The second Hitchhikers novel picks up right where the first left off and incorporates still many of the story elements found in the radio show, the first incarnation of this irrepressibly goofy and perennially popular SF comedy hit machine. Under attack by the vile Vogons for stealing the Heart of Gold, the brand new starship powered by the Infinite Improbability Drive, former Galactic President Zaphod Beeblebrox (with the chronically depressed robot Marvin in tow) finds himself plucked away to Ursa Minor Beta, the homeworld of the Hitchhiker's Guide to the Galaxy publishing offices. There he must locate Zarniwoop, a fellow who can help him (he assumes) unlock the locked-away portions of his minds — remember, Zaphod has two heads — and, from there, locate the being who is really in charge of the Galaxy after all. Will he, and we, ever learn the Question to the Answer to life, the universe, and everything?
Plot logic is not a high priority here. The agenda is madcap fun, and so as the story races along pell-mell in whatever direction it feels like, the best thing to do is just go along with it. Although in fairness to Adams' singular brand of comic genius it must be said that it all does make a kind of sense in its own loopy and inexplicable way. What made this series really work when Adams was at the top of his form was more than just the concentrated, rapid-fire absurdity. Adams is genuinely exploring the Big Questions — of ontology, of our very purpose in existence, and the meaning (or lack thereof) of our eventual fate — with broad farce that makes those questions seem less ominous, frightening, intellectually and existentially intimidating. It's no accident that Adams can count scientists and philosophers among his most ardent admirers. He could, with the edge of his wit, bring the awesomeness of all existence down to a manageable level. There's an old joke about how to be less anxious in a job interview: just imagine the interviewer in his underwear. You might say that's how Adams takes the anxiety out of life, the universe, and everything. He just presents it all to us in its underwear.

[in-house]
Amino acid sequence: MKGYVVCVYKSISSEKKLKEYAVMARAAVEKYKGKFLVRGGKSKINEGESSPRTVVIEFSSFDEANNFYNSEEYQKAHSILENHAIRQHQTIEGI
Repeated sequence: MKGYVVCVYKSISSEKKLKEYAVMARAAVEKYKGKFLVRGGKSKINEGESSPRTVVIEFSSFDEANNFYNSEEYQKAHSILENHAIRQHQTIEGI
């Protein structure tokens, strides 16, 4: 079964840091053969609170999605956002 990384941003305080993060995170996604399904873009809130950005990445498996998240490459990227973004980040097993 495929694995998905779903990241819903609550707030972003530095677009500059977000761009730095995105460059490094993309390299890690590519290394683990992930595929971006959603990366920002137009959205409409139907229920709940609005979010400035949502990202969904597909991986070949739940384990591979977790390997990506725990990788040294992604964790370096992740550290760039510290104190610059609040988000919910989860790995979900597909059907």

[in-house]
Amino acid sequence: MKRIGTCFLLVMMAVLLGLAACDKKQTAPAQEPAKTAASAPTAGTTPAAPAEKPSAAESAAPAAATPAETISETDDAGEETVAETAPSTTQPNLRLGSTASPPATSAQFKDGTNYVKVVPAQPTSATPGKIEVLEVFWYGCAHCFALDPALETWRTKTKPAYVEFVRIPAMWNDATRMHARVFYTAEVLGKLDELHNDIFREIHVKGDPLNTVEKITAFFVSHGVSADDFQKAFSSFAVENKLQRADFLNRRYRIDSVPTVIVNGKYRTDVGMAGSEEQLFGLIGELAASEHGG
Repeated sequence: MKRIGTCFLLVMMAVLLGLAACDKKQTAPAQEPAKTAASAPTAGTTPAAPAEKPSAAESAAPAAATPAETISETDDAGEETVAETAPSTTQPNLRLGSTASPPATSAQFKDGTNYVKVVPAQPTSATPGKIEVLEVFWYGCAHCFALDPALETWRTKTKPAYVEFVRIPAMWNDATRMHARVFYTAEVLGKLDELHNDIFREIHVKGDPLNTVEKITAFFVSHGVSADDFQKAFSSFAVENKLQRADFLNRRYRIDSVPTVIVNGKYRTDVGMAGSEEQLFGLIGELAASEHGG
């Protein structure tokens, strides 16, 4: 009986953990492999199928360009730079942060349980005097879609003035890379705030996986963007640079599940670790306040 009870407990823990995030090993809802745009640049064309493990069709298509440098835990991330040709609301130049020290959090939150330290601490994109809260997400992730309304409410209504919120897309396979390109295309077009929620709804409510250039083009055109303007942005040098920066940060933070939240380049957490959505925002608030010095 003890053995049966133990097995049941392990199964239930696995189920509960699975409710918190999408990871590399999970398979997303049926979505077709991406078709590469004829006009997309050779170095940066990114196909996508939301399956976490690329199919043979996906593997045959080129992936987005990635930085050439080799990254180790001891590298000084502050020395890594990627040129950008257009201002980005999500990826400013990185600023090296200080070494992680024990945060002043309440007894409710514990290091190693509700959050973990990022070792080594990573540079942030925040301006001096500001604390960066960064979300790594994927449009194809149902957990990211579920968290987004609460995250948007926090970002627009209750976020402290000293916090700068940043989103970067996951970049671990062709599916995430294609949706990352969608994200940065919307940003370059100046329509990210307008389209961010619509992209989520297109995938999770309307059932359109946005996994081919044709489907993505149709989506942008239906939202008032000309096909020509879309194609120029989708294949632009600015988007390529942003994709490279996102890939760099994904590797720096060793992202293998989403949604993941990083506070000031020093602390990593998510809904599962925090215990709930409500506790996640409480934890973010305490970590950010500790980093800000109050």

This is far and away my favorite entry in the madcap saga, with some truly inspired moments of lunacy, such as the bit where an unarmed Marvin defeats a devastatingly powerful battle robot (a bit which had me gasping for breath hearing the radio show, though it was cut from the TV series); or the explanation of how the Hitchhiker's Guide copied its explanation of the "geo-social" nature of the universe off a cereal box; or Dr. Dan Streetmentioner's Time Travelers' Handbook of 1001 Tense Formations, which teaches you how to speak in the Future Semiconditionally Modified Subinverted Plagal Past Subjunctive Intentional. The entire sequence at Milliways, the titular restaurant, however, has been a source of bellylaughs ever since I first heard the radio show all these years ago. Many authors have tried, but few have managed to match Adams' inventiveness as he calmly hurtles us across unfathomable gulfs of time and space. You might feel as if you need a good stiff Pan-Galactic Gargle Blaster after voyaging through Douglas Adams' cracked cosmos, but don't panic...Bon appetit!